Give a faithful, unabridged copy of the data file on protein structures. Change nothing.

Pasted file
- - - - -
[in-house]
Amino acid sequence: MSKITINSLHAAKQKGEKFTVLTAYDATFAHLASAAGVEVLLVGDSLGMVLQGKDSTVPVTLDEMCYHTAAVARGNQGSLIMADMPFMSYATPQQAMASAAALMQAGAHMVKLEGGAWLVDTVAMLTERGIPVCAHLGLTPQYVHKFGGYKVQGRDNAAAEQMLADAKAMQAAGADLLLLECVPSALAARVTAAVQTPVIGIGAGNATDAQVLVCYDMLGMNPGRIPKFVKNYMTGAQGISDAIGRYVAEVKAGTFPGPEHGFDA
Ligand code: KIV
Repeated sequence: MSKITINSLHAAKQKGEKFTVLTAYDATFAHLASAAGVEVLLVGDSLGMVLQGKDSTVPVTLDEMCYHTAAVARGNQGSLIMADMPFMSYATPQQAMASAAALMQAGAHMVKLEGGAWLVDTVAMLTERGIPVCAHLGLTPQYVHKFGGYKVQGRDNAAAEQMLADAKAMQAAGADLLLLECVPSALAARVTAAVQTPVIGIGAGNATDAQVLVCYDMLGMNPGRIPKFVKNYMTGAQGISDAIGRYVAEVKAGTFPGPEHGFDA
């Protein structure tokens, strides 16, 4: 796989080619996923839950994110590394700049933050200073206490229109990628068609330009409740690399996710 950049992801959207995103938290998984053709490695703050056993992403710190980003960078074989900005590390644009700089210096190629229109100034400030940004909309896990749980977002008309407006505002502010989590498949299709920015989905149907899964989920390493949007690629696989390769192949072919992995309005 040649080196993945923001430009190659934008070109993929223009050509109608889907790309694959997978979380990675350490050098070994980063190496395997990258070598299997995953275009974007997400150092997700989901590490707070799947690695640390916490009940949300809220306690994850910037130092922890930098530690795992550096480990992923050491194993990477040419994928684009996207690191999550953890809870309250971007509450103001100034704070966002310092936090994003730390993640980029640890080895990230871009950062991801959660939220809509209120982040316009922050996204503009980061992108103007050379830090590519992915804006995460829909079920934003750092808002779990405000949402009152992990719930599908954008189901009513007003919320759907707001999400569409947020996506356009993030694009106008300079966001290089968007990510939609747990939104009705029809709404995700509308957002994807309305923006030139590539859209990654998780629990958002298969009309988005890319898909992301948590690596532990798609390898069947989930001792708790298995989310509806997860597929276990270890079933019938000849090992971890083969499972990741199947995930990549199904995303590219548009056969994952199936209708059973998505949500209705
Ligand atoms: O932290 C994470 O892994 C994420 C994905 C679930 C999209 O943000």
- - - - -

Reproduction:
[in-house]
Amino acid sequence: MSKITINSLHAAKQKGEKFTVLTAYDATFAHLASAAGVEVLLVGDSLGMVLQGKDSTVPVTLDEMCYHTAAVARGNQGSLIMADMPFMSYATPQQAMASAAALMQAGAHMVKLEGGAWLVDTVAMLTERGIPVCAHLGLTPQYVHKFGGYKVQGRDNAAAEQMLADAKAMQAAGADLLLLECVPSALAARVTAAVQTPVIGIGAGNATDAQVLVCYDMLGMNPGRIPKFVKNYMTGAQGISDAIGRYVAEVKAGTFPGPEHGFDA
Ligand code: KIV
Repeated sequence: MSKITINSLHAAKQKGEKFTVLTAYDATFAHLASAAGVEVLLVGDSLGMVLQGKDSTVPVTLDEMCYHTAAVARGNQGSLIMADMPFMSYATPQQAMASAAALMQAGAHMVKLEGGAWLVDTVAMLTERGIPVCAHLGLTPQYVHKFGGYKVQGRDNAAAEQMLADAKAMQAAGADLLLLECVPSALAARVTAAVQTPVIGIGAGNATDAQVLVCYDMLGMNPGRIPKFVKNYMTGAQGISDAIGRYVAEVKAGTFPGPEHGFDA
């Protein structure tokens, strides 16, 4: 796989080619996923839950994110590394700049933050200073206490229109990628068609330009409740690399996710 950049992801959207995103938290998984053709490695703050056993992403710190980003960078074989900005590390644009700089210096190629229109100034400030940004909309896990749980977002008309407006505002502010989590498949299709920015989905149907899964989920390493949007690629696989390769192949072919992995309005 040649080196993945923001430009190659934008070109993929223009050509109608889907790309694959997978979380990675350490050098070994980063190496395997990258070598299997995953275009974007997400150092997700989901590490707070799947690695640390916490009940949300809220306690994850910037130092922890930098530690795992550096480990992923050491194993990477040419994928684009996207690191999550953890809870309250971007509450103001100034704070966002310092936090994003730390993640980029640890080895990230871009950062991801959660939220809509209120982040316009922050996204503009980061992108103007050379830090590519992915804006995460829909079920934003750092808002779990405000949402009152992990719930599908954008189901009513007003919320759907707001999400569409947020996506356009993030694009106008300079966001290089968007990510939609747990939104009705029809709404995700509308957002994807309305923006030139590539859209990654998780629990958002298969009309988005890319898909992301948590690596532990798609390898069947989930001792708790298995989310509806997860597929276990270890079933019938000849090992971890083969499972990741199947995930990549199904995303590219548009056969994952199936209708059973998505949500209705
Ligand atoms: O932290 C994470 O892994 C994420 C994905 C679930 C999209 O943000």